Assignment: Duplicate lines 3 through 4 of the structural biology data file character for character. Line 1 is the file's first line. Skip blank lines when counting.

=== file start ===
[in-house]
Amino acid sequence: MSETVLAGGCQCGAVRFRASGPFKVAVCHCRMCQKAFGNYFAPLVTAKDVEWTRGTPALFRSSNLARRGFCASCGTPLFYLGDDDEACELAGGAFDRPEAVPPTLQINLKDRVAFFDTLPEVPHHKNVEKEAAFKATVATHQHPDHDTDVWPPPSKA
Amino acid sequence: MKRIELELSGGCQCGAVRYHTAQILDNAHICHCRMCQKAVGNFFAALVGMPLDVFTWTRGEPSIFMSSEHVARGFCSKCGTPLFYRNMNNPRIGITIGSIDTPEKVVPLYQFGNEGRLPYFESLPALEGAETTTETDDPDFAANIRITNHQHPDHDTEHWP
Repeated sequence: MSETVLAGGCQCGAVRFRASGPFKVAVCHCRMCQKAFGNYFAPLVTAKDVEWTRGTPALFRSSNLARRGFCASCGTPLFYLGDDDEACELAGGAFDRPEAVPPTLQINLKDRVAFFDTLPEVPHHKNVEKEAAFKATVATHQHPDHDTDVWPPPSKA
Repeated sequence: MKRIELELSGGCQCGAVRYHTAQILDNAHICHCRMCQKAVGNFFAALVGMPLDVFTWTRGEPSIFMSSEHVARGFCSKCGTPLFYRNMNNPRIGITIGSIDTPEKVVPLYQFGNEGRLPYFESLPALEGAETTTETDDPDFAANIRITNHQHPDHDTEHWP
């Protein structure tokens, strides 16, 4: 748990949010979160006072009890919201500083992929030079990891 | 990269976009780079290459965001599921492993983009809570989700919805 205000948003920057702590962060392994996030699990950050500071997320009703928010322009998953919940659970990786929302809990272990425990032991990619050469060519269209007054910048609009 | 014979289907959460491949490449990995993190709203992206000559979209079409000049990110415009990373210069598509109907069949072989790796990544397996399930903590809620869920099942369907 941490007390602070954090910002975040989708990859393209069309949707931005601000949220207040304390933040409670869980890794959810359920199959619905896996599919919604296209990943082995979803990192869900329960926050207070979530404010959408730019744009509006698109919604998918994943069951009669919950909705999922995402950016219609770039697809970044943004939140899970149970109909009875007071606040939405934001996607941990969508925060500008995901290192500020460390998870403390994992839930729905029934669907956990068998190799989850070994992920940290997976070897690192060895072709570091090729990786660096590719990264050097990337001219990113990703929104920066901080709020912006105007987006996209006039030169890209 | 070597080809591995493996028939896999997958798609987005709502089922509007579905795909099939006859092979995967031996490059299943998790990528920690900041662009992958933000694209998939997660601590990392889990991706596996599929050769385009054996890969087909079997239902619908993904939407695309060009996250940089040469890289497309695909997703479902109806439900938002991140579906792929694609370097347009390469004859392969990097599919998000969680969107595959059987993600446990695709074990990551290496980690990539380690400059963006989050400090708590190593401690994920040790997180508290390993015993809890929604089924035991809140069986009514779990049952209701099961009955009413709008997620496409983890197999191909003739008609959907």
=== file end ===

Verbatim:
Amino acid sequence: MKRIELELSGGCQCGAVRYHTAQILDNAHICHCRMCQKAVGNFFAALVGMPLDVFTWTRGEPSIFMSSEHVARGFCSKCGTPLFYRNMNNPRIGITIGSIDTPEKVVPLYQFGNEGRLPYFESLPALEGAETTTETDDPDFAANIRITNHQHPDHDTEHWP
Repeated sequence: MSETVLAGGCQCGAVRFRASGPFKVAVCHCRMCQKAFGNYFAPLVTAKDVEWTRGTPALFRSSNLARRGFCASCGTPLFYLGDDDEACELAGGAFDRPEAVPPTLQINLKDRVAFFDTLPEVPHHKNVEKEAAFKATVATHQHPDHDTDVWPPPSKA